NEG Micon blames half the expected EUR 17-20 million profit shortfall on seasonal fluctuations on the German market. Furthermore, it cites unexpected extra costs associated with "the start-up and running-in of new productions of primarily wind turbine hubs" and with "deliveries for a few projects." The sudden profit warning came just a month before the company is due to present its annual accounts on February 25.
According to Bjerre-Madsen, it was only on January 20 that he realised "that the situation in the German market would result in a further considerable decline of the results for NEG Micon." As far back as July, however, NEG Micon's share of the German market had dropped to under 4% compared with 10% in the first half of 2001. Nonetheless, in September the company confidently stated that in 2002 it would retain the 11.4% slice of the German market it had achieved for the whole of 2001 (Windpower Monthly, October 2002).
In fact, by the end of the year it had lost 3.1% of its slice of the annual cake, ending up with just an 8.3% share of the 3247 MW installed in Germany in 2002. Two competitors boosted their German market shares between 2001 and 2002: Enercon, from 28.5% to 34%, and GE Wind, from 10.9% to 13.1%. Like NEG Micon, both Vestas and Nordex lost out in Germany.
Market analyst JP Morgan says that while it accepts the shortfall on NEG Micon's expected profit is mainly due to delays in orders from Germany, it believes that "market share losses in Germany" are also to blame. It expects GE Wind to make further gains in Germany at the expense of its competitors "as the full benefit of the GE ownership" strikes home. JP Morgan also registers surprise at the lateness of NEG Micon's profit warning for 2002, saying it "raises questions on management control."
Indeed, the three day delay between NEG Micon discovering the shortfall and announcing it to the Copenhagen stock exchange is the subject of a stock exchange investigation. Also being investigated are the reasons for the heavy trading in NEG Micon shares during those three days: 700,000 NEG Micon shares changed hands, twice the normal volume, including a block of 333,600 shares for EUR 4.7 million -- sold by a foreign investor before their value suddenly dropped to EUR 3.5 million.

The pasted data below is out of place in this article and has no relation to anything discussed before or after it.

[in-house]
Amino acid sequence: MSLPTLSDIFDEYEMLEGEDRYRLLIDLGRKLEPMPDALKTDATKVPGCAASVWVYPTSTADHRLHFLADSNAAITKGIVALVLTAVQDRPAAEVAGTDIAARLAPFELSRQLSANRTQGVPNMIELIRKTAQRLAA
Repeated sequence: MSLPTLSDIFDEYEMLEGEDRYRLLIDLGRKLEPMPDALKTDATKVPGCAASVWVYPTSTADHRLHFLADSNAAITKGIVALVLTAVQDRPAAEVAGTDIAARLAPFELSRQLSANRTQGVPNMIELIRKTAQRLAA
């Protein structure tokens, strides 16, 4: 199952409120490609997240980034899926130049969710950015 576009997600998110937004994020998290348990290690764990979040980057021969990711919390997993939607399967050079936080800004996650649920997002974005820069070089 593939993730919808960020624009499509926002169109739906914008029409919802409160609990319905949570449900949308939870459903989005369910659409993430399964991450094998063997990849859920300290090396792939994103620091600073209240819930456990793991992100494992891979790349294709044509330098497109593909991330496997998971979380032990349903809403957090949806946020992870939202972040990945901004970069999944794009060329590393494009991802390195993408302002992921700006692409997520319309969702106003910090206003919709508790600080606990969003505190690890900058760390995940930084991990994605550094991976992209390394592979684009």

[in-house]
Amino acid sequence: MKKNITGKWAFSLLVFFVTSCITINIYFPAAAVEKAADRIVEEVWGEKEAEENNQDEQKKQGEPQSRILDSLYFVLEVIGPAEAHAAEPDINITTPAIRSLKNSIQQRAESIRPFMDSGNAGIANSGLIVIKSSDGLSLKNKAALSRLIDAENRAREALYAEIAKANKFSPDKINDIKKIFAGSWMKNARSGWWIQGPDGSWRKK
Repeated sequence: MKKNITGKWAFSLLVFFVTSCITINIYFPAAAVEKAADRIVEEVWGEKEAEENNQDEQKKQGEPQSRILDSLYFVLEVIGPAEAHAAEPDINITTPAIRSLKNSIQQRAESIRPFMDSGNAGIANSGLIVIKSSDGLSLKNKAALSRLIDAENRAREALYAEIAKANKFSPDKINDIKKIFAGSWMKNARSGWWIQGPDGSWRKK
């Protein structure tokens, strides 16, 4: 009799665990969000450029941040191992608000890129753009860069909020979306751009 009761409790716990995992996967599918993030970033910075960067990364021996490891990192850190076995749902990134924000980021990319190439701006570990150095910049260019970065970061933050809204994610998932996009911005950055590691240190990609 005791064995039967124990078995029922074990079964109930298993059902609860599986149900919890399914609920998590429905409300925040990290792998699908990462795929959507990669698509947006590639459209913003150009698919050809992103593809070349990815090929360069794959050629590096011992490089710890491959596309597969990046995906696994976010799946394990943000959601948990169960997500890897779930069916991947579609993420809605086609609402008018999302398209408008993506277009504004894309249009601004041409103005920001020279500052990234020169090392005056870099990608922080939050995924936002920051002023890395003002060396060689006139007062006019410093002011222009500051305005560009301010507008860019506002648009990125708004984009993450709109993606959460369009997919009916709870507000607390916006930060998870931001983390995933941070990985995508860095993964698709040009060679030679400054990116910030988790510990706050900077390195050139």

Despite the downturn in its German business, NEG Micon is retaining its forecast for 2002 turnover at about EUR 835 million -- raising still more eyebrows at JP Morgan. "This confirms one of our main arguments for the negative view in the sector that margins in the industry are under pressure," it says. JP Morgan is also concerned that NEG Micon could be forced to "access the capital markets once again as it has done in four out of the last five years," even though the company says it "does not see any problems in financing an annual growth of 20-30% in the coming years."
NEG Micon admits, however, that the "expected positive development on working capital in the second half of 2002" will not be realised and that there has been "a considerable drain on the working capital." It blames this drain on the delivery of 440 MW of capacity to Germany and Denmark during 2002, the payment for which will mainly take place at the end of the year or in 2003. This year's expected growth, adds NEG Micon, will come from markets "where payment takes place as milestones."
For 2002, NEG Micon says its earnings margin before interest and tax will now be 4.5-5%, based on sales of about 1030 MW of wind power generation equipment, an 18% increase on the volume sold in 2001.